Differences in electronic personal health information tool use between rural and urban cancer patients in the United States: Secondary data analysis

Alexandra Greenberg-Worisek, Liaa Ferede, Joyce Balls-Berry, Ian Marigi, Emily Valentin Mendez, Numra Bajwa, Melody Ouk, Minerva Orellana, Felicity Enders

Research output: Contribution to journalArticlepeer-review


Background: Studies have previously shown that rural cancer patients are diagnosed at later stages of disease. This delay is felt throughout treatment and follow-up, reflected in the fact that rural patients often have poorer clinical outcomes compared with their urban counterparts. Objective: Few studies have explored whether there is a difference in cancer patients’ current use of health information technology tools by residential location. Methods: Data from 7 cycles of the Health Information National Trends Survey (HINTS, 2003-2017) were merged and analyzed to examine whether differences exist in managing electronic personal health information (ePHI) and emailing health care providers among rural and urban cancer patients. Geographic location was categorized using Rural-Urban Continuum Codes (RUCCs). Bivariate analyses and multivariable logistic regression were used to determine whether associations existed between rural/urban residency and use of health information technology among cancer patients. Results: Of the 3031 cancer patients/survivors who responded across the 7 cycles of HINTS, 797 (26.9%) resided in rural areas. No difference was found between rural and urban cancer patients in having managed ePHI in the past 12 months (OR 0.78, 95% CI 0.43-1.40). Rural cancer patients were significantly less likely to email health care providers than their urban counterparts (OR 0.52, 95% CI 0.32-0.84). Conclusions: The digital divide between rural and urban cancer residents does not extend to general ePHI management; however, electronic communication with providers is significantly lower among rural cancer patients than urban cancer patients. Further research is needed to determine whether such disparities extend to other health information technology tools that might benefit rural cancer patients as well as other chronic conditions.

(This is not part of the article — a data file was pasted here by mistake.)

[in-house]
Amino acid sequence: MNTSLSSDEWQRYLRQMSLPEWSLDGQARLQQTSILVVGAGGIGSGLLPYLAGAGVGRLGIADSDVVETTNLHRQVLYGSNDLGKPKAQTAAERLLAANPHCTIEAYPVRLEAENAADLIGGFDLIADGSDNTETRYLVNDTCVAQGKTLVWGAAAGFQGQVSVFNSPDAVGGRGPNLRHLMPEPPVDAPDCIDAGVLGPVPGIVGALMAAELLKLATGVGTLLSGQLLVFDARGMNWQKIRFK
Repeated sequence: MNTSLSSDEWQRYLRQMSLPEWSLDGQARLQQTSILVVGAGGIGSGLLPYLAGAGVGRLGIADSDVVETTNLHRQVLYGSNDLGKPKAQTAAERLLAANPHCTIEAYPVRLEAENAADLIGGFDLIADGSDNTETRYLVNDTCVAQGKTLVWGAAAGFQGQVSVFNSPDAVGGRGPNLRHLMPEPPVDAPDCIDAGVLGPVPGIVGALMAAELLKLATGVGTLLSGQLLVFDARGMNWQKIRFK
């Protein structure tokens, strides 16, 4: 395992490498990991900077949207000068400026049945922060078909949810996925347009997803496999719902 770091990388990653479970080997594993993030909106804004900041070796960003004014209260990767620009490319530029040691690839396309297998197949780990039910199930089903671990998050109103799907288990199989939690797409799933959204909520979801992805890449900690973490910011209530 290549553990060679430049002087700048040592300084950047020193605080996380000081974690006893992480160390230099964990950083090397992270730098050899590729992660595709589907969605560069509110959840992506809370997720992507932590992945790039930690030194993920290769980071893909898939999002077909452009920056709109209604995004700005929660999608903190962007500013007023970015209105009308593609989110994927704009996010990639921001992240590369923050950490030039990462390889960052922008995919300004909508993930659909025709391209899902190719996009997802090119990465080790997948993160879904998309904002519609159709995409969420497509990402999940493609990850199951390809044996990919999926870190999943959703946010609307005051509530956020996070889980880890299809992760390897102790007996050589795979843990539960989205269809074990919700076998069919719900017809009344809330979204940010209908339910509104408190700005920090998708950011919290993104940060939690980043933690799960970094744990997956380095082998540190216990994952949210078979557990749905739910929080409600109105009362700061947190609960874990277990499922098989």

Original languageEnglish (US)
Article numbere17352
JournalJMIR Cancer
Issue number2
StatePublished - Jul 2020


  • Cancer
  • Digital divide
  • Disparities
  • Health research
  • Patient engagement

ASJC Scopus subject areas

  • Oncology
  • Cancer Research


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